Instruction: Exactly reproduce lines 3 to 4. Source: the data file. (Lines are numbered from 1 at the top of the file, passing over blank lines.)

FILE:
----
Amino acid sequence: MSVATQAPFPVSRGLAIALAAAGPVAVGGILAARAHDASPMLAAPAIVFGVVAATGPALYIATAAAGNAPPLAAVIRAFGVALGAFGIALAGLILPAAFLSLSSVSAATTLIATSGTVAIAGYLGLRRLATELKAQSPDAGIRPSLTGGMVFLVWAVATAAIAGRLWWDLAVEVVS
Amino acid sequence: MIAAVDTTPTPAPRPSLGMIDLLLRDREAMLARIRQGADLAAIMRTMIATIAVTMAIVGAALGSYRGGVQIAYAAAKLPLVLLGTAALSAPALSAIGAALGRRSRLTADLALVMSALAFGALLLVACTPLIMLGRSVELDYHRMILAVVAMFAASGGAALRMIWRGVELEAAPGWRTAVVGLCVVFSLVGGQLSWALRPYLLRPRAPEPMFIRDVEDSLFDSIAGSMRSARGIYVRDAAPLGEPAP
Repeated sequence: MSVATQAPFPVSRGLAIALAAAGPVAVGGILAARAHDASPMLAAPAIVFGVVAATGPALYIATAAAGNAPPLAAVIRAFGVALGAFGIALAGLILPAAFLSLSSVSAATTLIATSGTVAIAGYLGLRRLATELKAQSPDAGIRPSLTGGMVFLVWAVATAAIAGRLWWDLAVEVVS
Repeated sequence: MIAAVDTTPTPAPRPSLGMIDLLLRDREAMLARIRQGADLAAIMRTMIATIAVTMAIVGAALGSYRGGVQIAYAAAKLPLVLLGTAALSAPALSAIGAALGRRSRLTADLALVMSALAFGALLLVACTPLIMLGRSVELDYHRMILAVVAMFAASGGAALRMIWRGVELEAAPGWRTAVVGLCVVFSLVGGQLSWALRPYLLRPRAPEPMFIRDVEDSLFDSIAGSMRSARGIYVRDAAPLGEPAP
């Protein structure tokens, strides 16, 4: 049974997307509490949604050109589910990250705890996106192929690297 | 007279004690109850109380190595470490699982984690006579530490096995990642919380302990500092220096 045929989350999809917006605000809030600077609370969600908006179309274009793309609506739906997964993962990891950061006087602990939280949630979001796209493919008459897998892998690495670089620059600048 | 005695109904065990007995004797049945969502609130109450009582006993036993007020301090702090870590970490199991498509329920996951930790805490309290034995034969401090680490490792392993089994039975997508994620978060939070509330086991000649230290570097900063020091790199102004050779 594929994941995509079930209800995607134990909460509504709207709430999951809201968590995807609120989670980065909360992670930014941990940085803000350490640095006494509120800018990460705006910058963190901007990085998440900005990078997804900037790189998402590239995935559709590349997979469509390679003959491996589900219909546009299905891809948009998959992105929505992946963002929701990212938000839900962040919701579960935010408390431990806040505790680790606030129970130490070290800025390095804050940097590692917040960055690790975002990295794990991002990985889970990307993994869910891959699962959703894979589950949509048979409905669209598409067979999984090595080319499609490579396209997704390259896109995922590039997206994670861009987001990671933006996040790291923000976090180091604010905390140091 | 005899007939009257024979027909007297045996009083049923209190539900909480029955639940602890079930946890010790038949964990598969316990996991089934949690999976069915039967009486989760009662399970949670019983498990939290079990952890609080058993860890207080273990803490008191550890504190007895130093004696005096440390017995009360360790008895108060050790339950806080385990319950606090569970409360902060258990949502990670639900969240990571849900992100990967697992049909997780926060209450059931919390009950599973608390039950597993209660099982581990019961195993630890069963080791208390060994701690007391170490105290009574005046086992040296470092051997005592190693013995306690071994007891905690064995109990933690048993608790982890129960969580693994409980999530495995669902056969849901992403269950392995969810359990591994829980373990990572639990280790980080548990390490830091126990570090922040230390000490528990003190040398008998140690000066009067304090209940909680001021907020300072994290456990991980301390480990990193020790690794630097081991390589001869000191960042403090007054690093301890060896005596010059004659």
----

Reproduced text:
Repeated sequence: MSVATQAPFPVSRGLAIALAAAGPVAVGGILAARAHDASPMLAAPAIVFGVVAATGPALYIATAAAGNAPPLAAVIRAFGVALGAFGIALAGLILPAAFLSLSSVSAATTLIATSGTVAIAGYLGLRRLATELKAQSPDAGIRPSLTGGMVFLVWAVATAAIAGRLWWDLAVEVVS
Repeated sequence: MIAAVDTTPTPAPRPSLGMIDLLLRDREAMLARIRQGADLAAIMRTMIATIAVTMAIVGAALGSYRGGVQIAYAAAKLPLVLLGTAALSAPALSAIGAALGRRSRLTADLALVMSALAFGALLLVACTPLIMLGRSVELDYHRMILAVVAMFAASGGAALRMIWRGVELEAAPGWRTAVVGLCVVFSLVGGQLSWALRPYLLRPRAPEPMFIRDVEDSLFDSIAGSMRSARGIYVRDAAPLGEPAP